I hope I've made a preliminary case for some greater inspection of folic acid and its relations in cases of autism in light of how the recent Schmidt findings have been disseminated in some quarters. Recognising that vitamins and minerals are readily available to everyone combined with the possibility of a suggestion that increased folic acid intake during pregnancy might 'offset' the risk of offspring autism, to my mind makes for a strong requirement for some balanced advice on this matter.

The picture accompanying this post is a holiday snap from some family vacation time in Greece. Warm, very warm summer days and nights, cicada making their music and cycling seemingly becoming very popular in Greece (with the usual safety caveats suspended in quite a few cases). So to finish some Greek pop music from Mr Michalis Hatzigiannis. Ελλάδα γεια σου.

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* Schmidt RJ. et al. Maternal periconceptional folic acid intake and risk of autism spectrum disorders and developmental delay in the CHARGE (CHildhood Autism Risks from Genetics and Environment) case-control study. American Journal of Clinical Nutrition. May 2012.
DOI: 10.3945/​ajcn.110.004416

** Rogers EJ. Has enhanced folate status during pregnancy altered natural selection and possibly Autism prevalence? A closer look at a possible link. Medical Hypotheses. 2008; 71: 406-410.

*** Beard CM. et al. Is excess folic acid supplementation a risk factor for autism? Medical Hypotheses. 2011; 77: 15-17.

**** Junaid MA. et al. Folic acid supplementation dysregulates gene expression in lymphoblastoid cells--implications in nutrition. Biochemical & Biophysical Research Communuications. 2011; 412: 688-692.

***** Gillberg C. et al. Folic acid as an adjunct in the treatment of children with the autism fragile-X syndrome (AFRAX). Developmental Medicine & Child Neurology. 1986; 28: 624-627.

****** James SJ. et al. Efficacy of methylcobalamin and folinic acid treatment on glutathione redox status in children with autism. American Journal of Clinical Nutrition. 2009; 89: 425-430.

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ResearchBlogging.org Schmidt RJ, Tancredi DJ, Ozonoff S, Hansen RL, Hartiala J, Allayee H, Schmidt LC, Tassone F, & Hertz-Picciotto I (2012). Maternal periconceptional folic acid intake and risk of autism spectrum disorders and developmental delay in the CHARGE (CHildhood Autism Risks from Genetics and Environment) case-control study. The American Journal of Clinical Nutrition, 96 (1), 80-9 PMID: 22648721

4 comments:

  1. I'm glad I found your blog. I've been diagnosed with MTHFR 677TT. As I learn more about methylation I'm starting to think about family members.
    Early death from cardiac disease in my father's family.
    My mother - early onset Parkinson's and a spinal cord condition (Syringomyelia) in her 60's that is normally associated with a brain malformation (Chari) that she lacked. My nephew's severe autism.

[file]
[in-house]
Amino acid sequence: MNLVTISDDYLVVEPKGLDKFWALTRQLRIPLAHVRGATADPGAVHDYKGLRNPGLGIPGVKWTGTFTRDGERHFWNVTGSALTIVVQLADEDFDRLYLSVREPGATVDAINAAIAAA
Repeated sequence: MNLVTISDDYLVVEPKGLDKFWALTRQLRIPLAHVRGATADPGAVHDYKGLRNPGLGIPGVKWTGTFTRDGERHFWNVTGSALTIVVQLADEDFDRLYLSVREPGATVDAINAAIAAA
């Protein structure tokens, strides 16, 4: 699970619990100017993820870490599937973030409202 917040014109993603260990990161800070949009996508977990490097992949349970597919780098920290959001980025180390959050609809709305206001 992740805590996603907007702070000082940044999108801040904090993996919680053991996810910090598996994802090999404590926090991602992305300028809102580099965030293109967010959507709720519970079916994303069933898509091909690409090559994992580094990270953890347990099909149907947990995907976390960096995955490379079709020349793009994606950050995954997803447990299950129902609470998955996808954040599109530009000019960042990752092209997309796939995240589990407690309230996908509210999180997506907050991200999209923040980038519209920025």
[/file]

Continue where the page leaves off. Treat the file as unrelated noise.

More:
My father's family probably has a prevalence of homozygous mthfr.
    I'm guessing that my mother and nephew are both compound heterozygous for 677T and A1298C.

    As a side note, I find it interesting(in a clinical sense), that both my mother and nephew are second-born children. I speculate about the folate status of my grandmother or sister-in-law. My mom was conceived immediately after my uncle's birth. With back-to-back pregnancies I'm guessing my grandmother was deficient in folate (of natural and/or folic acid) at the time. My sister-in-law, however, I'm sure was told to take folic acid and I'm sure she did but if she's got an MTHFR variant, well, who knows. With the emerging knowledge of methylation women should be encouraged to supplement with L-methylfolate in my opinion.

    Of course my family members would have to submit to genetic testing to know their genetic status. The purpose in knowing the answer is to make informed decisions on their health. For now, I'm finding out what I can and plan to encourage them to take L-methylfolate supplements (OTC, not Rx) with a B-multivitamin and perhaps in time they will begin to watch their intake of folic acid. In the meantime maybe the medical knowledge will advance to the point that the average physician can guide them toward better health with MTHFR/methylation issues.

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  2. Many thanks for the comment and dropping by.

    An interesting family history indeed.

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  3. One more twist: I started taking prenatals 5 years before I ever tried to conceive. That and my relatively healthy diet of lots of organic fruits & veggies may be the reason I never experienced pregnancy issues that I'm reading about from other MTHFR women.